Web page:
BRADENTON, Fla. — The Florida Supreme Court has handed down a ruling that reaffirms the use of certificates of participation in the state, according to attorneys.
In a 48-page ruling last week, justices validated the South Florida Water Management District’s request to issue up to $650 million of COPs to finance the purchase of U.S. Sugar Corp.-owned land to support restoration projects for the environmentally sensitive Florida Everglades.
While the district currently has no plans to issue the COPs now since it recently paid cash for a scaled-back purchase of U.S. Sugar-owned land, the ruling gives the district the opportunity to use COP financing in the future to purchase additional acreage, said Randy Hanna, managing shareholder at Bryant Miller Olive LLP, the district’s bond counsel.
“It’s a good victory for the district,” Hanna said. “It was a good, strong opinion where six members of the court reaffirmed the validity of certificates of participation in Florida.”
The long-awaited Supreme Court decision was based on the district’s previous plan to finance the purchase of 73,000 acres from U.S. Sugar and purchase an option to buy additional land in the future for up to $650 million.
The justices ruled that the district could not use COP financing for a purchase option, but they upheld state laws that allow the district to convey land and sell land as surplus.
The district, which covers all or portions of 16 counties in south Florida including the Everglades, has been trying since 2008 to purchase U.S. Sugar’s 180,000 acres. Finalizing the deal was delayed because it was challenged by U.S. Sugar competitors and the Miccosukee Tribe of Indians, who said the purchase did not serve a valid public purpose.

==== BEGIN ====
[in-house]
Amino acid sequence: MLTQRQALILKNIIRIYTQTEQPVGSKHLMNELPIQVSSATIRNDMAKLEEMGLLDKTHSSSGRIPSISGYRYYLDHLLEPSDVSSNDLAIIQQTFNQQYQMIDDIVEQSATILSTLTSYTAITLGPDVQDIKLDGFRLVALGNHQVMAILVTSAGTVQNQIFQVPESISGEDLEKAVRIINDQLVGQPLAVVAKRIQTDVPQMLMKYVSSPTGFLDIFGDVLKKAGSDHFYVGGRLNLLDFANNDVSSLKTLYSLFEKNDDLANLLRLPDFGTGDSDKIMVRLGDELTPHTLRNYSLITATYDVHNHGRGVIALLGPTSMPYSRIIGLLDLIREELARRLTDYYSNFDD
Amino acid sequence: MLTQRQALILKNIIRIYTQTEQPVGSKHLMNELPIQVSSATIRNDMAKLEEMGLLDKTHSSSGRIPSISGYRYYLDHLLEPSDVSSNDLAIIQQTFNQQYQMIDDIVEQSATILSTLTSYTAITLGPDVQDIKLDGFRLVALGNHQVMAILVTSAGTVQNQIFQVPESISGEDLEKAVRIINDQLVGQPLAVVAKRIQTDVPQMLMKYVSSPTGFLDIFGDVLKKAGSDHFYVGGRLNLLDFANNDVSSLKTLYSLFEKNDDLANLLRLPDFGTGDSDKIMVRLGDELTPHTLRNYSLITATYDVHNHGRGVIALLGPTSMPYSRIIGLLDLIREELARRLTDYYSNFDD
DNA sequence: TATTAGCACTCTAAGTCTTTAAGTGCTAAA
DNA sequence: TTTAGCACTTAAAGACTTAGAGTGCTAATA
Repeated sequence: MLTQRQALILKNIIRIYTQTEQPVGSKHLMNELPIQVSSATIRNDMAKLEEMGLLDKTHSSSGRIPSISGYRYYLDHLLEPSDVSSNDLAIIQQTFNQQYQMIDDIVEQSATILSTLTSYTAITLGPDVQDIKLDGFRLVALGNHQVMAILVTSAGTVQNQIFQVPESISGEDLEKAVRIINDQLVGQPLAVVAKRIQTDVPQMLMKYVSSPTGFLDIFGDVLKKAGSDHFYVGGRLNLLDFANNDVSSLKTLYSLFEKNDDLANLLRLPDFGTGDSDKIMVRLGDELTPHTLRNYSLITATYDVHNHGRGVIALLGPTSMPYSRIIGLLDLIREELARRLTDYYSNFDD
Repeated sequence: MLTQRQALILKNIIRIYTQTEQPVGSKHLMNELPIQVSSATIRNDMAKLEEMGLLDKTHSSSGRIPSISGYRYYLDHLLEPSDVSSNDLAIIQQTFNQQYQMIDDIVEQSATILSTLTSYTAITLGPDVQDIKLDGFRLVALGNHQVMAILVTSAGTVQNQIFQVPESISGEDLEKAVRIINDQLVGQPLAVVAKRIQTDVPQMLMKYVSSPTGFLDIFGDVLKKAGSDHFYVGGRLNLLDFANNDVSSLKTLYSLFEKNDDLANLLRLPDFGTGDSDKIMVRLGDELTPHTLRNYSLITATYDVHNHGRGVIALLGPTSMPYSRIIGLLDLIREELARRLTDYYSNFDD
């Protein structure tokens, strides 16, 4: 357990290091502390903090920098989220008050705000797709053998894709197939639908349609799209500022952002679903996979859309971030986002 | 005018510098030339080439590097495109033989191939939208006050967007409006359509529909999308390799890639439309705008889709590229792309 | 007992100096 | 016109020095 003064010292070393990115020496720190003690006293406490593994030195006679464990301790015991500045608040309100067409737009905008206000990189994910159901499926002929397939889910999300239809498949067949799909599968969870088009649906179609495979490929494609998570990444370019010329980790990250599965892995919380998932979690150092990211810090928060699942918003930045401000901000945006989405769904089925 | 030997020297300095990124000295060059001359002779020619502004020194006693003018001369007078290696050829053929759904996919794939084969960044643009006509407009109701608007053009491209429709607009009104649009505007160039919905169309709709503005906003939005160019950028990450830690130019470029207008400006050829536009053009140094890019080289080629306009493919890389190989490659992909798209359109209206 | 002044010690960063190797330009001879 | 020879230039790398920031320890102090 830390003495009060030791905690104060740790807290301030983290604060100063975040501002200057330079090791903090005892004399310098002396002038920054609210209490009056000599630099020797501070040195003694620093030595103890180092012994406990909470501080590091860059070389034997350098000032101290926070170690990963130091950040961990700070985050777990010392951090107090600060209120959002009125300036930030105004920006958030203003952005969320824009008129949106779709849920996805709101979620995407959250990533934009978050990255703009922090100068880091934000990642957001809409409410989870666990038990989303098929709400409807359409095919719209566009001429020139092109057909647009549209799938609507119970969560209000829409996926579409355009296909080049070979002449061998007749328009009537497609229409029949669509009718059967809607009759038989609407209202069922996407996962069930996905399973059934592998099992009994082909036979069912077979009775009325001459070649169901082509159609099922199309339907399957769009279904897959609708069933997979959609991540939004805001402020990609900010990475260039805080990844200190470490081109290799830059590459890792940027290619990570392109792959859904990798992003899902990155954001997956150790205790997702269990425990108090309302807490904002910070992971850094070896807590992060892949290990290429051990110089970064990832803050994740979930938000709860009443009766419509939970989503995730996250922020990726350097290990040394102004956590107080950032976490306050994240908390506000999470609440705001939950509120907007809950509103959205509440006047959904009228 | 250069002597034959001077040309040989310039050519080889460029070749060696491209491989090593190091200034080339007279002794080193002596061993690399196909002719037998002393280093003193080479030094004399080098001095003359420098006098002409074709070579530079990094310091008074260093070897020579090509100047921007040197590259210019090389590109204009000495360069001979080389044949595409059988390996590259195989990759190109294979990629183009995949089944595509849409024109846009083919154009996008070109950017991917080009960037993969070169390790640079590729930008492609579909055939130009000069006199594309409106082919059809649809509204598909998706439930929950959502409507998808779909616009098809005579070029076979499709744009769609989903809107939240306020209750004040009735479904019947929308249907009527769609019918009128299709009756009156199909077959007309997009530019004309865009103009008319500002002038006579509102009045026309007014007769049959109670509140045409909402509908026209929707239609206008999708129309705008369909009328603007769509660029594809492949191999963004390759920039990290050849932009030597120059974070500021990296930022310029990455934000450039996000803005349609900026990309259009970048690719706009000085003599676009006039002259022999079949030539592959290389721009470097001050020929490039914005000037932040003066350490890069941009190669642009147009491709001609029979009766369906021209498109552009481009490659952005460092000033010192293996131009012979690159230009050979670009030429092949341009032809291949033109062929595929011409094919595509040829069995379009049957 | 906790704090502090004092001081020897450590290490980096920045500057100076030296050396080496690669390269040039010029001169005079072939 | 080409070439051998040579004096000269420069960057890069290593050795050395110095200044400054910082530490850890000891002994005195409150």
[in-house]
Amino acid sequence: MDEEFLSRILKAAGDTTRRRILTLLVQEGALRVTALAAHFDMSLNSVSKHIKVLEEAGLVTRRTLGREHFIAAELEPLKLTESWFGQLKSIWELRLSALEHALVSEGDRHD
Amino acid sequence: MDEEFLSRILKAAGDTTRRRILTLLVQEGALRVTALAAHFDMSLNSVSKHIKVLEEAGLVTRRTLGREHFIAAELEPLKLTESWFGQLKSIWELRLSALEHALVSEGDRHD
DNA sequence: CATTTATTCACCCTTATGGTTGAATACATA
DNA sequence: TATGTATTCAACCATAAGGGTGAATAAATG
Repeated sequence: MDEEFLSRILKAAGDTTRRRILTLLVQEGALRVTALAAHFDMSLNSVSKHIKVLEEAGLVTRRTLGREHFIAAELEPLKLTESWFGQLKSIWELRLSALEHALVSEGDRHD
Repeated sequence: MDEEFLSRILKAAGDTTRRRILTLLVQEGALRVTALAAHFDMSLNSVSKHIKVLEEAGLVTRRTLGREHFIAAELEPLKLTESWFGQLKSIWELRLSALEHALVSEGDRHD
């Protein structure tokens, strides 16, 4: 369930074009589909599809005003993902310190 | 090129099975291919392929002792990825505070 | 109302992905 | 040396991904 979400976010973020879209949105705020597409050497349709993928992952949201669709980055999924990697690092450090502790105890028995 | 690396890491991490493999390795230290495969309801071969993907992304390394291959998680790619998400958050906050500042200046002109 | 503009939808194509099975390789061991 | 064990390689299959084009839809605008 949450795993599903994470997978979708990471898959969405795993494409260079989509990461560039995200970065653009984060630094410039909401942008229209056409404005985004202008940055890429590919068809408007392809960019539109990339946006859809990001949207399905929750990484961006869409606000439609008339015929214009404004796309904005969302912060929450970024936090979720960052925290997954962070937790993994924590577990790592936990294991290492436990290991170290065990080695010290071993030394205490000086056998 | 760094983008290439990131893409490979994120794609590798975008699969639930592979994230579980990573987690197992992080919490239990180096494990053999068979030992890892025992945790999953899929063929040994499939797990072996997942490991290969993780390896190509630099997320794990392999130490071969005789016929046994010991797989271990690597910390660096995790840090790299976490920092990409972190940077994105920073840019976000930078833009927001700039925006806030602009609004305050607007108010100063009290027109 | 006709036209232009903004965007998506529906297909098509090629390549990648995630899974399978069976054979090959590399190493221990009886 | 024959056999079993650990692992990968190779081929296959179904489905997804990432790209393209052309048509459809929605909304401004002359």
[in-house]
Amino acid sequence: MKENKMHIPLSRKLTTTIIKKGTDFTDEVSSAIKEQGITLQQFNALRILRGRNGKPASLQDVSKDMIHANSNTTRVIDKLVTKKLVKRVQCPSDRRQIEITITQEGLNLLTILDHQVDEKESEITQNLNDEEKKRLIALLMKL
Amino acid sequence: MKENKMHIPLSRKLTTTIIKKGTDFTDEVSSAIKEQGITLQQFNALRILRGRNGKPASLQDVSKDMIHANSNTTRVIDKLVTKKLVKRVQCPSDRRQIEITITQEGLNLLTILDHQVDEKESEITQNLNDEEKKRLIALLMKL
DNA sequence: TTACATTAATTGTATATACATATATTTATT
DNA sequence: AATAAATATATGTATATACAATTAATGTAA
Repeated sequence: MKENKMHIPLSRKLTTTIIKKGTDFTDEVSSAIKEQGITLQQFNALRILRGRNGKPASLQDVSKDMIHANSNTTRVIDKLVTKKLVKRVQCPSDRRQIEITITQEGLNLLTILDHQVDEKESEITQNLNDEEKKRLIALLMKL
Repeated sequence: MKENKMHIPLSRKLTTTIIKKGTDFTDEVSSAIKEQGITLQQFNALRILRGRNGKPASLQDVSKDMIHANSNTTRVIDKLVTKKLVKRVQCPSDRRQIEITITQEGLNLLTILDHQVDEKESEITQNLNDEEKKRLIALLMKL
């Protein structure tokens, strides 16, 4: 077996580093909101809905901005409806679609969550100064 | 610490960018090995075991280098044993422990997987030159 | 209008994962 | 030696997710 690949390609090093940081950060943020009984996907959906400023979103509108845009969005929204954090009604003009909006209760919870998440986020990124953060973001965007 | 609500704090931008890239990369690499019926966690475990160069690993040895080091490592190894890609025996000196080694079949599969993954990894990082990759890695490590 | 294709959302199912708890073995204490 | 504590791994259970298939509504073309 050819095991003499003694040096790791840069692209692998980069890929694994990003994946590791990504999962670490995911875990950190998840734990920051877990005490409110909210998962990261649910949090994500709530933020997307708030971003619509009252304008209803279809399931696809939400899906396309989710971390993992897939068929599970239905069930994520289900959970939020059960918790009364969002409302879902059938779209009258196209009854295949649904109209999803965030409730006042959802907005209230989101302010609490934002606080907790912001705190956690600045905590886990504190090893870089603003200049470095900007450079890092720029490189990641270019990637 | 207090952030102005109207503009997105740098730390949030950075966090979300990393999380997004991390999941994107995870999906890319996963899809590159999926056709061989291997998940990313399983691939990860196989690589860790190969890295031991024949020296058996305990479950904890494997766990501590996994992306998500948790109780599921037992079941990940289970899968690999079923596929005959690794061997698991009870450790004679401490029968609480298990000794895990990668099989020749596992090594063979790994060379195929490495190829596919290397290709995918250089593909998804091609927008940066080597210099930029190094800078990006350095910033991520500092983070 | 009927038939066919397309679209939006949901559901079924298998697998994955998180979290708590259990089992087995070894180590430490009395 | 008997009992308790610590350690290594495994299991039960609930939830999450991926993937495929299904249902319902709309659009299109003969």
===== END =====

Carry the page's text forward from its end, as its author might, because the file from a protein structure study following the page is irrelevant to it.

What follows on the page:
As the economic downturn took its toll on property values that provide a substantial amount of the revenue base for the district, the size of the deal was downsized.
The district on Oct. 12 moved ahead with a scaled-back purchase and paid $194 million in cash for 26,800 acres of land from U.S. Sugar.
The cash purchase included a 10-year option to buy the remaining 153,000 acres owned by U.S. Sugar — some of which may be financed.
Though the Supreme Court ruling ratifies the fact that the district can use COPs for the purchase of land and that it serves a public purpose, district board chairman Eric Buermann said the validation — for now — is moot because of the recent cash purchase and the ongoing economic downturn.
“Going forward, it’s nice to know we have additional capacity” to sell COPs, he said. “But the realities of the marketplace are that we don’t have bonding capacity to allow that to happen because our revenues were down 30% in the last two years and they are projected to be down another 20% next year.”
“That pretty much brings financing [for the district] to a grinding halt,” Buermann said.
But for other Florida issuers, such as public school districts that rely on COPs to finance school construction, last week’s Supreme Court ruling is significant for future financings, said Hanna, whose firm has worked on many COP deals.
“I do think it’s important because what it does is reaffirms the use of COPs,” he said. “I think it provides stability in the law.”
In a friend-of -the-court brief filed on behalf of the district, two nonprofit public school associations said schools across the state had plans to issue $2.15 billion of COPs over the next five years.
The brief was filed to ensure there was no erosion of the precedent affirming the legality of COPs, said Robert Nabors, an attorney with Nabors, Giblin & Nickerson PA who represents the school groups. “It’s pretty clear now that precedent is not going to be eroding,” he said.